As these technologies permeate emerging economies, older economic models founded on labour-intensive manufacturing exports will be disrupted. The challenge for emerging economies will be to take advantage of this disruption to generate growth and not just be passive consumers. Economies that can create an enabling environment to use modern technologies in production processes will power ahead. Those that fail to educate and train a skilled workforce will find it hard to stay competitive. Economic stagnation and political instability will follow.

The information revolution, while disrupting economies, also carries with it tremendous opportunities. The 2015 ICT report estimates that only 58pc of Pakistan’s population is literate; secondary and tertiary enrolment rates are 38 and 10pc, respectively. Affordable smartphones and computers, connected to reliable internet connections, can be used to educate young Pakistanis.

For a country to make an impact on the global stage, small centres of excellence that incubate new ideas and entrepreneurs can go a long way. India is ranked 131 in the ICT index, but its technology hubs are world-renowned. Technology incubators can turbo-charge Pakistan’s capacity to make an impact in a global knowledge economy. New start-ups are already emerging. This environment needs to be nurtured for Pakistan’s economy to modernise. By making the right investments and policy choices, Pakistan can develop a modern economy ready to take advantage of ongoing and future disruptions.

To lay the foundations of an economy capable of competing in today’s interconnected world, the government need not do a lot. There are three keys to success. First, the government must create an enabling environment by pushing for increased and more reliable internet connectivity. Second, the government’s regulatory authorities must allow information to flow without any hindrance — YouTube bans and legislation to check against the internet’s ‘corrupting’ influence should not take up government resources. Finally, computing and technology skills, especially those related to coding, should be included in secondary school curricula.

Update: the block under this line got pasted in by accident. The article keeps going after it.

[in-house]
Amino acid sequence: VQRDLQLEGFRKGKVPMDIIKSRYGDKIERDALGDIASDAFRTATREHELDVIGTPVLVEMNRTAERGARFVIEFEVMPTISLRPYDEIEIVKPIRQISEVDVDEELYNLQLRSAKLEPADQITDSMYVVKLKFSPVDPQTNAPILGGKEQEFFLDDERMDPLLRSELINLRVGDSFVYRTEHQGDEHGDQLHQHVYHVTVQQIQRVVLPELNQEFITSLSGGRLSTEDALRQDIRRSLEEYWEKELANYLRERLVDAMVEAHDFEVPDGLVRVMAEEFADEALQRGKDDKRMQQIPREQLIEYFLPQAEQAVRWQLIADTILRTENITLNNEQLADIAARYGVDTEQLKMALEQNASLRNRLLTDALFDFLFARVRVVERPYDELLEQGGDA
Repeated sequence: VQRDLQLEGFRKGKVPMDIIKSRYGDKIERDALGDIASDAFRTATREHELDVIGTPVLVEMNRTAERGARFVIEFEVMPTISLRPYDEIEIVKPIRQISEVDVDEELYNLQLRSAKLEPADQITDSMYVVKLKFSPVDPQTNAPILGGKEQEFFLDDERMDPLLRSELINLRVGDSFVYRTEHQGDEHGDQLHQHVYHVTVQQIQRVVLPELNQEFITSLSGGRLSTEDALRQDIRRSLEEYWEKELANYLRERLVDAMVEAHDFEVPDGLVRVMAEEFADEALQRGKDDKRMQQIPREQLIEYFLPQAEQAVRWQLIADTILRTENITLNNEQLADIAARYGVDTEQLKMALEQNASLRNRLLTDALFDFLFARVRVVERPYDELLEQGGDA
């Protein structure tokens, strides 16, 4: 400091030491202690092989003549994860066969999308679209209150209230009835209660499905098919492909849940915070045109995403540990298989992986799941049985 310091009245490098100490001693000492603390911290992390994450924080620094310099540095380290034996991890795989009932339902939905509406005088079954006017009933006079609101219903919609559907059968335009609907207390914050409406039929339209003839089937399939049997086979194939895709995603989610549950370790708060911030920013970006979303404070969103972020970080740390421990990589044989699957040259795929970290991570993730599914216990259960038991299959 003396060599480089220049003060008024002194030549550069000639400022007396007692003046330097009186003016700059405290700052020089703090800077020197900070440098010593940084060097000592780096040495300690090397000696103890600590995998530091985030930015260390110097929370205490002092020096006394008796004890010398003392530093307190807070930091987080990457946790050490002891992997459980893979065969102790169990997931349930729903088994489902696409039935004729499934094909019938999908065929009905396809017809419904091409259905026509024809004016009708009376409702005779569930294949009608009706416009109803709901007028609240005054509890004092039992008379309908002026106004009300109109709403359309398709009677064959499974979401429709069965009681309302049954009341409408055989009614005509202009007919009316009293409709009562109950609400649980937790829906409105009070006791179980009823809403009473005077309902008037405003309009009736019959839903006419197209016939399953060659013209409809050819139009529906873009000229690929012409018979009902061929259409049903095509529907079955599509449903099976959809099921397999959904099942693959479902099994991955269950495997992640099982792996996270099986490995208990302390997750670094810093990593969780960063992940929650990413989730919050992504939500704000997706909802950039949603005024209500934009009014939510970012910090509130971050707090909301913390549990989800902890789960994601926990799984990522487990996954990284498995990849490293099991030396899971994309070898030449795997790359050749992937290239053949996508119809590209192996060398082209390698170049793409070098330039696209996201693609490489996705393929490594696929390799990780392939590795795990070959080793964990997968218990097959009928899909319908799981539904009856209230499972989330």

Understanding how computer languages and information systems work are critical skills. EMC, a global technology company, estimates that by 2020, 44 trillion gigabytes of data will be created and copied annually. By educating schoolchildren about computer coding and data analysis, Pakistan can create a labour base to harness modern information systems to do the technical jobs and build new businesses that address 21st-century economic needs.

Prime Minister Nawaz Sharif has espoused a vision of seeing Pakistan as a major transit hub connecting the markets of India and China with Central Asia. To achieve this goal, he has pushed for large highways that will connect Pakistan with the rest of the region. Without robust ICT, and a workforce skilled in the use of such technologies, these highways will only serve as transportation links for more competitive economies. To ensure that Pakistan is able to compete in a global economy transformed by the information revolution, he must build highways that bring the world’s information technology and knowledge to Pakistan.

The writer is a graduate of the Fletcher School of Law and Diplomacy, and works as a consultant in the US.

Published in Dawn, February 29th, 2016